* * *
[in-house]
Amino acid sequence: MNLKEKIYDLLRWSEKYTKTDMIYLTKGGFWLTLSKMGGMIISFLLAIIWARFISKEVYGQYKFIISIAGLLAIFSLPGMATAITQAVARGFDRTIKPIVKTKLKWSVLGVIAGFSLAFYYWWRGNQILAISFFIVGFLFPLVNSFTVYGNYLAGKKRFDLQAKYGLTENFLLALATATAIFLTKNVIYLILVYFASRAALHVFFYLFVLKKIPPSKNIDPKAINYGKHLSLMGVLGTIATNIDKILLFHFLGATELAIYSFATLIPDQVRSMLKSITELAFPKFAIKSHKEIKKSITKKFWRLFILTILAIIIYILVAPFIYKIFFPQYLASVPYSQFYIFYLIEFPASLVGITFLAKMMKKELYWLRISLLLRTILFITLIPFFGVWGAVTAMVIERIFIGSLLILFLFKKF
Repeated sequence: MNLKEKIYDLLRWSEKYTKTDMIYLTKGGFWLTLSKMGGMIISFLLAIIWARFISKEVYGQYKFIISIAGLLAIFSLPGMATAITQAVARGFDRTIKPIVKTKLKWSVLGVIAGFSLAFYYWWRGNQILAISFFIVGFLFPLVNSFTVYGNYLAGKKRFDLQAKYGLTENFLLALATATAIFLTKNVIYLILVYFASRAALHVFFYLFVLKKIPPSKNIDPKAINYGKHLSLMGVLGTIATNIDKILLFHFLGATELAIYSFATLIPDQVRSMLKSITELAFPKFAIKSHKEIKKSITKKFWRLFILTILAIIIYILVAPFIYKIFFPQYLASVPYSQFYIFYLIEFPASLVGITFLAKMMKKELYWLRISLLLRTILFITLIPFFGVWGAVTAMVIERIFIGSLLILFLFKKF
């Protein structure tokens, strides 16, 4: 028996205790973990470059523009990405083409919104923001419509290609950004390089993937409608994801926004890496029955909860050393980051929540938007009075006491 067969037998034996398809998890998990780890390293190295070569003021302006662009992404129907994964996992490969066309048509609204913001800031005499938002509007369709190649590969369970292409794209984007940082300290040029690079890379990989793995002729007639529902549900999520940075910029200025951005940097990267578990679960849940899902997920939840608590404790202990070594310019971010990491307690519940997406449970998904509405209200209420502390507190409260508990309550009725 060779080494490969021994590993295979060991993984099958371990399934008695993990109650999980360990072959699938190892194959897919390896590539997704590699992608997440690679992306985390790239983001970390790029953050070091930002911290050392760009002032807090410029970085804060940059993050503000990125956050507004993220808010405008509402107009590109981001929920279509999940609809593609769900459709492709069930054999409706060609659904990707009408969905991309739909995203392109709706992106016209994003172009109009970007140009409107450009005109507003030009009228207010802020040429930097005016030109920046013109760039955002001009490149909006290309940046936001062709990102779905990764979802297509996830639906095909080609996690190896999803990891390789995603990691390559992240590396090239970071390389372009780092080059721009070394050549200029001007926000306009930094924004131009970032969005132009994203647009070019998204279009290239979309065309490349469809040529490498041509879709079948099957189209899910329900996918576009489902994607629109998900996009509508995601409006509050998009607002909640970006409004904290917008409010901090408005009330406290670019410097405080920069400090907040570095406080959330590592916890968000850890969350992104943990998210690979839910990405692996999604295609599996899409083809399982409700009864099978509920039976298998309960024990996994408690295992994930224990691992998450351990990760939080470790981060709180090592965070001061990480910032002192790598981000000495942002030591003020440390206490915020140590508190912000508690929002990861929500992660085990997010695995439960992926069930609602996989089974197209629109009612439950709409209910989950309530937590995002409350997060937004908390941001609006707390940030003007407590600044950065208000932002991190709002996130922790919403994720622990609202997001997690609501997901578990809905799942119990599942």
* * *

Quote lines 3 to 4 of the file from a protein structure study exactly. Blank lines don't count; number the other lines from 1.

Repeated sequence: MNLKEKIYDLLRWSEKYTKTDMIYLTKGGFWLTLSKMGGMIISFLLAIIWARFISKEVYGQYKFIISIAGLLAIFSLPGMATAITQAVARGFDRTIKPIVKTKLKWSVLGVIAGFSLAFYYWWRGNQILAISFFIVGFLFPLVNSFTVYGNYLAGKKRFDLQAKYGLTENFLLALATATAIFLTKNVIYLILVYFASRAALHVFFYLFVLKKIPPSKNIDPKAINYGKHLSLMGVLGTIATNIDKILLFHFLGATELAIYSFATLIPDQVRSMLKSITELAFPKFAIKSHKEIKKSITKKFWRLFILTILAIIIYILVAPFIYKIFFPQYLASVPYSQFYIFYLIEFPASLVGITFLAKMMKKELYWLRISLLLRTILFITLIPFFGVWGAVTAMVIERIFIGSLLILFLFKKF
């Protein structure tokens, strides 16, 4: 028996205790973990470059523009990405083409919104923001419509290609950004390089993937409608994801926004890496029955909860050393980051929540938007009075006491 067969037998034996398809998890998990780890390293190295070569003021302006662009992404129907994964996992490969066309048509609204913001800031005499938002509007369709190649590969369970292409794209984007940082300290040029690079890379990989793995002729007639529902549900999520940075910029200025951005940097990267578990679960849940899902997920939840608590404790202990070594310019971010990491307690519940997406449970998904509405209200209420502390507190409260508990309550009725 060779080494490969021994590993295979060991993984099958371990399934008695993990109650999980360990072959699938190892194959897919390896590539997704590699992608997440690679992306985390790239983001970390790029953050070091930002911290050392760009002032807090410029970085804060940059993050503000990125956050507004993220808010405008509402107009590109981001929920279509999940609809593609769900459709492709069930054999409706060609659904990707009408969905991309739909995203392109709706992106016209994003172009109009970007140009409107450009005109507003030009009228207010802020040429930097005016030109920046013109760039955002001009490149909006290309940046936001062709990102779905990764979802297509996830639906095909080609996690190896999803990891390789995603990691390559992240590396090239970071390389372009780092080059721009070394050549200029001007926000306009930094924004131009970032969005132009994203647009070019998204279009290239979309065309490349469809040529490498041509879709079948099957189209899910329900996918576009489902994607629109998900996009509508995601409006509050998009607002909640970006409004904290917008409010901090408005009330406290670019410097405080920069400090907040570095406080959330590592916890968000850890969350992104943990998210690979839910990405692996999604295609599996899409083809399982409700009864099978509920039976298998309960024990996994408690295992994930224990691992998450351990990760939080470790981060709180090592965070001061990480910032002192790598981000000495942002030591003020440390206490915020140590508190912000508690929002990861929500992660085990997010695995439960992926069930609602996989089974197209629109009612439950709409209910989950309530937590995002409350997060937004908390941001609006707390940030003007407590600044950065208000932002991190709002996130922790919403994720622990609202997001997690609501997901578990809905799942119990599942």